The Poetical Works of Thomas Moore, Volume 2

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Little, Brown & Company, 1856

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Página 244 - JACK and Jill went up the hill, To fetch a pail of water; Jack fell down and broke his crown And Jill came tumbling after.
Página 37 - They tell of a young man, who lost his mind upon the death of a girl he loved, and who, suddenly disappearing from his friends, was never afterwards heard of. As he had frequently said, in his ravings, that the girl was not dead, but gone to the Dismal Swamp, it is supposed he had wandered into that dreary wilderness, and had died of hunger, or been lost in some of its dreadful morasses.
Página 99 - I KNEW, by the smoke that so gracefully curled Above the green elms, that a cottage was near, And I said, "If there's peace to be found in the world, A heart that was humble might hope for it here...
Página 100 - FAINTLY as tolls the evening chime, Our voices keep tune and our oars keep time. Soon as the woods on shore look dim, We'll sing at St. Ann's our parting hymn. Row, brothers, row, the stream runs fast, The Rapids are near and the daylight's past.
Página 268 - Was this then the fate,' — future ages will say, When some names shall live but in History's curse ; When Truth will be heard, and these Lords of a day Be forgotten as fools, or remembered as worse ; —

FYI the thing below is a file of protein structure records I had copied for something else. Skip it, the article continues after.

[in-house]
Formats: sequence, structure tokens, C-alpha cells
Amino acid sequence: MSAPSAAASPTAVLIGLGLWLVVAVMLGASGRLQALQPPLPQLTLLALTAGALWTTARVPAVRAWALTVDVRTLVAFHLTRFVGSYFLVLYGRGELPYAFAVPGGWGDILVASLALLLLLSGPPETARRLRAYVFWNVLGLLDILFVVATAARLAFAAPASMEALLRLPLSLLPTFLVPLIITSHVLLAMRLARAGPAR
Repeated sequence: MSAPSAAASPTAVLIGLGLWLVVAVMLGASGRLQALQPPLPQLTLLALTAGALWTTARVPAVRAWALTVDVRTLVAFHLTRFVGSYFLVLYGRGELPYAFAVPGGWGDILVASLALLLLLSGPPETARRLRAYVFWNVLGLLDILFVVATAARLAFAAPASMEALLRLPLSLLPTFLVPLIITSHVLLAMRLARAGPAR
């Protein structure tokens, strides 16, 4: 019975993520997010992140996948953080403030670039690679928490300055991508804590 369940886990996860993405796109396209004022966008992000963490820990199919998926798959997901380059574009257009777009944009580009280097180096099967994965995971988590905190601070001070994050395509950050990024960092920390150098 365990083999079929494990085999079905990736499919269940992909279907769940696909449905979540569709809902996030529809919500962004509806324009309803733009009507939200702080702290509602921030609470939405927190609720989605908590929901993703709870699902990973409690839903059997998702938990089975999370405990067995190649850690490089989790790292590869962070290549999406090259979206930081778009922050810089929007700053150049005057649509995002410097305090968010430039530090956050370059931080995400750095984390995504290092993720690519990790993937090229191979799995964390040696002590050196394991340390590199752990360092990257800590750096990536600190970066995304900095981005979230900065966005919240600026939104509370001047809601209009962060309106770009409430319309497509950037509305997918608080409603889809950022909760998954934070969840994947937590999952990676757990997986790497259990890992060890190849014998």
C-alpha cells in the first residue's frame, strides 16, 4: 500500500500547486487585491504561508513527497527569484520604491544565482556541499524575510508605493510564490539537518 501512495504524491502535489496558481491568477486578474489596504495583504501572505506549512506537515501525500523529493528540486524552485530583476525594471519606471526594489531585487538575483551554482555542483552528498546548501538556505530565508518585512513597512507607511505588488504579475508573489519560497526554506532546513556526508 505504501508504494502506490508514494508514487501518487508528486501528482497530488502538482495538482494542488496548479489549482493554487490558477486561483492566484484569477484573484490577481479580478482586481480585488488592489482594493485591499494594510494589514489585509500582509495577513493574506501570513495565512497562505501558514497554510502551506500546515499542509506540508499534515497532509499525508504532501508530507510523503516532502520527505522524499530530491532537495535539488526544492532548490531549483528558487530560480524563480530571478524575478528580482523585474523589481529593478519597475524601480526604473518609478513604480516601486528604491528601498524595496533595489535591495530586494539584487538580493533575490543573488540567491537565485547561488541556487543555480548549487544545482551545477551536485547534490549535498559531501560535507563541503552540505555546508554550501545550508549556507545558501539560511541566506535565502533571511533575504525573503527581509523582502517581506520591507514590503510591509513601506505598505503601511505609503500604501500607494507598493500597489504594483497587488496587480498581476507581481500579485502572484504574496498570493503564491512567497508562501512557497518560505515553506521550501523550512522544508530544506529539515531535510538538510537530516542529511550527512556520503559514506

Página 38 - They made her a grave, too cold and damp For a soul so warm and true ; And she's gone to the lake of the Dismal Swamp, Where, all night long, by a firefly lamp, She paddles her white canoe. " And her firefly lamp I soon shall see, And her paddle I soon shall hear ; Long and loving our life shall be, And I'll hide the maid in a cypress tree, When the footstep of Death is near...
Página 96 - From man the savage, whether slaved or free, To man the civilized, less tame than he ! 'Tis one dull chaos, one unfertile strife, Betwixt...
Página 83 - This embryo capital, where Fancy sees Squares in morasses, obelisks in trees ; Which second-sighted seers, ev'n now, adorn With shrines unbuilt and heroes yet unborn, Though nought but ~woods and Jefferson they see, Where streets should run and sages ought to be.
Página 27 - Oh ! such a blessed night as this, I often think, if friends were near, How we should feel, and gaze with bliss Upon the moon-bright scenery here! The sea is like a silvery lake, And, o'er its calm the vessel glides Gently, as if it feared to wake The slumber of the silent tides...
Página 101 - But when the wind blows off the shore, Oh ! sweetly we'll rest our weary oar. Blow, breezes, blow, the stream runs fast, The rapids are near, and the daylight's past...

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